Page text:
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Delta re-run: Tribunal upholds Uduaghan’s victory

ASABA—Delta State Governorship Election re-run petition tribunal sitting in Asaba, yesterday upheld the victory of Delta State governor, Dr Emmanuel Uduaghan, in the January 6 governorship re-run election in the state.

The tribunal which delivered its judgment in the petition filed by the Democratic People’s Party, DPP , governorship candidate in the election Chief Great Ogboru held that Ogboru was not the candidate that won the majority votes cast in the said election.

Chief Ogboru, in his reaction however promised to appeal against the judgment even while commending the judges for their industry.

Delivering judgment, amidst tight security by a combined team of soldiers and policemen, the tribunal chairman, Justice Uzoamaka Ogwurike (Mrs.) said the first respondent, Governor Emmanuel Uduaghan, won the majority votes cast in the election, and so, his return by the third respondent, INEC, as the winner of the poll, was lawful.

According to the tribunal, the case of the petitioners was that INEC did not conduct a proper election in parts of Warri North, Warri South, Warri South-West, Bomadi, Ethiope West, Patani, Isoko South and Ika North East Local Government Areas, and the court should determine the lawful votes cast in the said areas, and thereafter, declare the first petitioner winner, having polled the highest number of valid votes cast in the election.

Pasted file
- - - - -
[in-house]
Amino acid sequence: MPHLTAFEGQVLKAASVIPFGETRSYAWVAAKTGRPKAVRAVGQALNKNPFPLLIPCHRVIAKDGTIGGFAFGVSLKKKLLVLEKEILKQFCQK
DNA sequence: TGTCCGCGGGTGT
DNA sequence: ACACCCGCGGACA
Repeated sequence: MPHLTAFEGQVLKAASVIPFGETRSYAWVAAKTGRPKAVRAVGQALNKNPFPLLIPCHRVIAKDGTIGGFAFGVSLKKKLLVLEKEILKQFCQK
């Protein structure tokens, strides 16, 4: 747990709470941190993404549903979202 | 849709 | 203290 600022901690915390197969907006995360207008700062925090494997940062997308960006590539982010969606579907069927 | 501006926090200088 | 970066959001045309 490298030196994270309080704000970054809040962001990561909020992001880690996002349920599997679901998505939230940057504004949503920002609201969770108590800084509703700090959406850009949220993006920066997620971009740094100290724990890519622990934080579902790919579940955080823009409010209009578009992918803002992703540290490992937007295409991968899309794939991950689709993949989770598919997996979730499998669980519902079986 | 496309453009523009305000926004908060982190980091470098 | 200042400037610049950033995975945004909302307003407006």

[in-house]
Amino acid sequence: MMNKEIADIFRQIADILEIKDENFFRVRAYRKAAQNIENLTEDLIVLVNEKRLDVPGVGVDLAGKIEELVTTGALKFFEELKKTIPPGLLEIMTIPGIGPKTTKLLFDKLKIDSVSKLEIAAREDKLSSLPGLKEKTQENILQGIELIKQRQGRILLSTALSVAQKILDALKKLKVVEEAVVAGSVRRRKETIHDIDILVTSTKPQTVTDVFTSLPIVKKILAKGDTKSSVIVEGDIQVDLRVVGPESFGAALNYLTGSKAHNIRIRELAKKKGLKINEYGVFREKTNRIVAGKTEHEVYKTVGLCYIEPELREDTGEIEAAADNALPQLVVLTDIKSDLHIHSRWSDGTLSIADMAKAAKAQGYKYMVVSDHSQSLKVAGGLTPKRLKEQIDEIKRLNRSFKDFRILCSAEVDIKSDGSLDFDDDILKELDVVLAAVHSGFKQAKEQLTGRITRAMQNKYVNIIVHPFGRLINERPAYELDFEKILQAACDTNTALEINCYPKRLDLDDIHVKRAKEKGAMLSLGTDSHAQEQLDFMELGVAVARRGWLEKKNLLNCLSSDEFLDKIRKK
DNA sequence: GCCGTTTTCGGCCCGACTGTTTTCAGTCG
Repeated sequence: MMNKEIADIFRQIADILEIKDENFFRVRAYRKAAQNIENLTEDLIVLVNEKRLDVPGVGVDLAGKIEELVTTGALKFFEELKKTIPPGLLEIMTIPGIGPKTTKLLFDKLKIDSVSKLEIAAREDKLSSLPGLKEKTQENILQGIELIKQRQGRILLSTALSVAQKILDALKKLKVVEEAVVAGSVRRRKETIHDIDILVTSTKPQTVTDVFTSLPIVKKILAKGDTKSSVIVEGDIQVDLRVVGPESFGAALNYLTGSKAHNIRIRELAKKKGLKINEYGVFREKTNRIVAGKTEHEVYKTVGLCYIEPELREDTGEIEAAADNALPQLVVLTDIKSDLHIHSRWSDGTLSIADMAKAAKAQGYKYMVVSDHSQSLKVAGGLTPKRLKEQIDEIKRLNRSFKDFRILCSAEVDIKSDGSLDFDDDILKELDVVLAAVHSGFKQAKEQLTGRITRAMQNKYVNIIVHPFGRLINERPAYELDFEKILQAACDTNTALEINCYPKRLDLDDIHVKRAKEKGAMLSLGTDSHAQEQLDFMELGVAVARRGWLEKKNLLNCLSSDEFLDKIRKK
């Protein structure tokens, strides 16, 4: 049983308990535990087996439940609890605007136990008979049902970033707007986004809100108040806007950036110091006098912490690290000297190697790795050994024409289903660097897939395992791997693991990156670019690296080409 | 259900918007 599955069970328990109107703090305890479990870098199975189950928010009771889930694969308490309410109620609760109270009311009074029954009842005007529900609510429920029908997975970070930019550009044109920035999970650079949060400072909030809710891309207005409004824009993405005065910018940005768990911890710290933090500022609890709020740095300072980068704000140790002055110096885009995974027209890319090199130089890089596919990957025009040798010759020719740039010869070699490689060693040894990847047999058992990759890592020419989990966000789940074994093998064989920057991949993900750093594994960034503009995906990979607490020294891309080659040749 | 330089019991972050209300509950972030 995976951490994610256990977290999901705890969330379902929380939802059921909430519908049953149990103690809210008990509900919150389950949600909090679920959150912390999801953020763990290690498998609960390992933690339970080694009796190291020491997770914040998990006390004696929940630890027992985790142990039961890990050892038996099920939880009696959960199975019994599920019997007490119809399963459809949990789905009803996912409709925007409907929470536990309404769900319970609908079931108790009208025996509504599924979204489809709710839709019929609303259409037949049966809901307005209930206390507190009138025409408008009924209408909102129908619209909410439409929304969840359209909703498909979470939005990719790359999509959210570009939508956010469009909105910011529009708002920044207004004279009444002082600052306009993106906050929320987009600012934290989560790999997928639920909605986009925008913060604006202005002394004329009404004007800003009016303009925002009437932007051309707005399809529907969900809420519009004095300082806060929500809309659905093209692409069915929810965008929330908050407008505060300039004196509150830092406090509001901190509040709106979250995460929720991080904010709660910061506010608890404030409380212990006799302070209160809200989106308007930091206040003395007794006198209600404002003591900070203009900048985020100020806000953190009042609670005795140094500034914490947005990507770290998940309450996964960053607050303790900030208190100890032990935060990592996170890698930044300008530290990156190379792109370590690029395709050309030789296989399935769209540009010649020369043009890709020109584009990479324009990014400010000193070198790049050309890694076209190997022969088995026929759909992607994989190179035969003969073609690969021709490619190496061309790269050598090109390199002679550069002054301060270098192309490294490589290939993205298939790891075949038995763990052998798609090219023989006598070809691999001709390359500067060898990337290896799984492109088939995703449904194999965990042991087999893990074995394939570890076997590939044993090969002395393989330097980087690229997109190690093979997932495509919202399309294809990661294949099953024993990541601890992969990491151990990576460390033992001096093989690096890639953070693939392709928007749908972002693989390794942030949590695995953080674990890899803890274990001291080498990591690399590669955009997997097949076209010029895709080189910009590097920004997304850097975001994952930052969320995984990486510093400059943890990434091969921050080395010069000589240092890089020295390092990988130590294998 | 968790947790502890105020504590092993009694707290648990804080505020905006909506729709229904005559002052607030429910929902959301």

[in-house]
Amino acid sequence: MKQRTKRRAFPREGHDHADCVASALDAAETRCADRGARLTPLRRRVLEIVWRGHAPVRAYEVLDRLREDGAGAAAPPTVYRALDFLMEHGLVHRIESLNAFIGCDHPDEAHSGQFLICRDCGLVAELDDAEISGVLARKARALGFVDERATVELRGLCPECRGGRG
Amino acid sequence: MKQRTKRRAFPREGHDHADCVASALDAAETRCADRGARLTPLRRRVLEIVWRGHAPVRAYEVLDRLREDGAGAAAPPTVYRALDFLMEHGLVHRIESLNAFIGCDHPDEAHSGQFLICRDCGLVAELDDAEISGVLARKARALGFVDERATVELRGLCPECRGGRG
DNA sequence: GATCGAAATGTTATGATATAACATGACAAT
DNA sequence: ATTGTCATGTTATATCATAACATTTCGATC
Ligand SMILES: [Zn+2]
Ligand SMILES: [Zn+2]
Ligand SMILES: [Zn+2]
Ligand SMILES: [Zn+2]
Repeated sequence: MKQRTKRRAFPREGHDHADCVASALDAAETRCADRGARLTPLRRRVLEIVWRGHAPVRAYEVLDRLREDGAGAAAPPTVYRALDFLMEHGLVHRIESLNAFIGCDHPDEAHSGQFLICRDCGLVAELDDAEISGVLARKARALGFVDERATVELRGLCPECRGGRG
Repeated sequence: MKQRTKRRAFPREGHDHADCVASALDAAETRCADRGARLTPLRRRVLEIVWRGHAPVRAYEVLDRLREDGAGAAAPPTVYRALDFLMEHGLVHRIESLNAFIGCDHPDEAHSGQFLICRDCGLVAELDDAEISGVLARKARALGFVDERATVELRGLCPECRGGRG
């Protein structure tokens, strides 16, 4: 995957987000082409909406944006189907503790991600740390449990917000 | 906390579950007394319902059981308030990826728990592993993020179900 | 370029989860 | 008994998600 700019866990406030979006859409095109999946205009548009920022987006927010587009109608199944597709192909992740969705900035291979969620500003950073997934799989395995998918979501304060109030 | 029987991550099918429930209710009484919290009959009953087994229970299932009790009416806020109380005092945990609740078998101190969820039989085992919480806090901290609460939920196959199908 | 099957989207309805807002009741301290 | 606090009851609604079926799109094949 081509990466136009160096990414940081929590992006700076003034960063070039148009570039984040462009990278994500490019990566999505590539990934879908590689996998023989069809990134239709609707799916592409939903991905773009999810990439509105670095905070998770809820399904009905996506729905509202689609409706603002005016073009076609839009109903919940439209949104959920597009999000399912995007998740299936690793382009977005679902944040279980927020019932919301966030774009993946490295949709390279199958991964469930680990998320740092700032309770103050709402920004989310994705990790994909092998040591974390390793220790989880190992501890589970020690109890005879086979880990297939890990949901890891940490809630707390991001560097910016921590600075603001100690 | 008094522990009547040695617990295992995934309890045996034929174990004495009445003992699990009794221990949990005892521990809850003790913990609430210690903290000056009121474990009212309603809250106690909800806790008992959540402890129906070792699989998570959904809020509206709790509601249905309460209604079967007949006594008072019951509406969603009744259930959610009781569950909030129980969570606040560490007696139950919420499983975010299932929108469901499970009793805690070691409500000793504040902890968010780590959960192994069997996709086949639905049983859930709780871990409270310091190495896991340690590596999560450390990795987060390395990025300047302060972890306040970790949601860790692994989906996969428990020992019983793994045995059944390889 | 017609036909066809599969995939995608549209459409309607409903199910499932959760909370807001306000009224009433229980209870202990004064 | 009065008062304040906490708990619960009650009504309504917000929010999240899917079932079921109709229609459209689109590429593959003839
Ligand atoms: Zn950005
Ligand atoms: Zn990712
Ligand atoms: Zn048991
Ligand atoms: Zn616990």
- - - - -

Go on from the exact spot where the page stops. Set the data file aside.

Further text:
The tribunal said Uduaghan and the second respondents called witnesses to rebut the claim of the petitioners that elections were improperly conducted in the aforementioned areas, while the third respondent tendered the voter’s register, ballot papers, results and other electoral materials used for the election, which were admitted as exhibits without the petitioners’ impugning them.

Justice Ogwurikie said it was not the duty of the tribunal to help the petitioners to exercise their burden of proof and having failed to prove its case, even though counsel to Ogboru, Mogbeyi Sagay said the ballot papers did not correspond to polling units and wards, the tribunal found the allegation as lacking merit.

It, however, held that after considering the submissions of the petitioners and respondents, it was unable to come to a conclusion that Ogboru won the election as he could not exercise the burden of proof, which rested squarely on him in proving his allegation of improper conduct of the election by INEC.


The Tribunal declares…


In the words of the tribunal, “The petitioners having failed to prove their case are not entitled to the reliefs sought”, and consequently, it upheld the return of Dr. Uduaghan as the candidate that polled the majority of lawful votes cast in the election conducted by INEC pursuant to an order of the Court of Appeal, Benin-City, dated November 9, 2010.